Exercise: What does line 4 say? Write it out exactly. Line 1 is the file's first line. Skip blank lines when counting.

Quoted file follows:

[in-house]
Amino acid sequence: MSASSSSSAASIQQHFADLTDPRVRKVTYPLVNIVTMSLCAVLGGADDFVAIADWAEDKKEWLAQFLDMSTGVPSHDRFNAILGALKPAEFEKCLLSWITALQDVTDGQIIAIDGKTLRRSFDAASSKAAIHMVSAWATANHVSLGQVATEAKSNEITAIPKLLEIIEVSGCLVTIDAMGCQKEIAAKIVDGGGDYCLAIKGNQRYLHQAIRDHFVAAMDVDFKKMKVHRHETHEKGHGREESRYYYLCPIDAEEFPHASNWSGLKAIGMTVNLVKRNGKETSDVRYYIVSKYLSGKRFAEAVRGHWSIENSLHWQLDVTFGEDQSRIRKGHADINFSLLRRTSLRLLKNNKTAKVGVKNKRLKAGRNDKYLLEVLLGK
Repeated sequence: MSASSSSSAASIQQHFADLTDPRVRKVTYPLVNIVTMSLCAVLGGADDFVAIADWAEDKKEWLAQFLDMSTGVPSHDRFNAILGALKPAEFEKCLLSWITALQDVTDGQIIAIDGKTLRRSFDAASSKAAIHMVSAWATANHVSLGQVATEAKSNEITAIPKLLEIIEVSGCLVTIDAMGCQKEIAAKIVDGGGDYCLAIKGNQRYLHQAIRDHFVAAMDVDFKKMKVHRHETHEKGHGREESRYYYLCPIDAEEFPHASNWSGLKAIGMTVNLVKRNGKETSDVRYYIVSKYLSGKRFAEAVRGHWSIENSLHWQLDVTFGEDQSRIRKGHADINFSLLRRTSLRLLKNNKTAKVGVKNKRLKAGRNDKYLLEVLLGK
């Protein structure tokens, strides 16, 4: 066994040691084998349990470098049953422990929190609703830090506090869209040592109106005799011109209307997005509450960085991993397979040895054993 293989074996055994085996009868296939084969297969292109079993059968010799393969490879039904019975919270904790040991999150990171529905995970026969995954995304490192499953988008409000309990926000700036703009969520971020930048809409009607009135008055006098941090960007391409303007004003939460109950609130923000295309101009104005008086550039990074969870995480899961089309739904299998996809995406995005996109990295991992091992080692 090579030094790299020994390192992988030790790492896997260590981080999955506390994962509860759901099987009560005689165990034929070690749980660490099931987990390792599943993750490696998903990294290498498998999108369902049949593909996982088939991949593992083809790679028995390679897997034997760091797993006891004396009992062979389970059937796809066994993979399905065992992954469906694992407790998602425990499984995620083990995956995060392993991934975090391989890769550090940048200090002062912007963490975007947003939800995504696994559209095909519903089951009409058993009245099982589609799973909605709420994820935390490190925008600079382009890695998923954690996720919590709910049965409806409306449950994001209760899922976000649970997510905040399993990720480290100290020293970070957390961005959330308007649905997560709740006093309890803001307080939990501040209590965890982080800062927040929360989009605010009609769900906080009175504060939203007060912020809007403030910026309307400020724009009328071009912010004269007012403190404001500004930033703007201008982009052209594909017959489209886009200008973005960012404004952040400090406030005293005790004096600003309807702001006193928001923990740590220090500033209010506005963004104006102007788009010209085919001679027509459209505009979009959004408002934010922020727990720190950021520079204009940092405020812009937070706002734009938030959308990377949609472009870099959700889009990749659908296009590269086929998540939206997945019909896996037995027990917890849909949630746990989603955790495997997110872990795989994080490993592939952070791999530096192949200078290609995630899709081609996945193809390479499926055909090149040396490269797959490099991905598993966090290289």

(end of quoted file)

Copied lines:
């Protein structure tokens, strides 16, 4: 066994040691084998349990470098049953422990929190609703830090506090869209040592109106005799011109209307997005509450960085991993397979040895054993 293989074996055994085996009868296939084969297969292109079993059968010799393969490879039904019975919270904790040991999150990171529905995970026969995954995304490192499953988008409000309990926000700036703009969520971020930048809409009607009135008055006098941090960007391409303007004003939460109950609130923000295309101009104005008086550039990074969870995480899961089309739904299998996809995406995005996109990295991992091992080692 090579030094790299020994390192992988030790790492896997260590981080999955506390994962509860759901099987009560005689165990034929070690749980660490099931987990390792599943993750490696998903990294290498498998999108369902049949593909996982088939991949593992083809790679028995390679897997034997760091797993006891004396009992062979389970059937796809066994993979399905065992992954469906694992407790998602425990499984995620083990995956995060392993991934975090391989890769550090940048200090002062912007963490975007947003939800995504696994559209095909519903089951009409058993009245099982589609799973909605709420994820935390490190925008600079382009890695998923954690996720919590709910049965409806409306449950994001209760899922976000649970997510905040399993990720480290100290020293970070957390961005959330308007649905997560709740006093309890803001307080939990501040209590965890982080800062927040929360989009605010009609769900906080009175504060939203007060912020809007403030910026309307400020724009009328071009912010004269007012403190404001500004930033703007201008982009052209594909017959489209886009200008973005960012404004952040400090406030005293005790004096600003309807702001006193928001923990740590220090500033209010506005963004104006102007788009010209085919001679027509459209505009979009959004408002934010922020727990720190950021520079204009940092405020812009937070706002734009938030959308990377949609472009870099959700889009990749659908296009590269086929998540939206997945019909896996037995027990917890849909949630746990989603955790495997997110872990795989994080490993592939952070791999530096192949200078290609995630899709081609996945193809390479499926055909090149040396490269797959490099991905598993966090290289």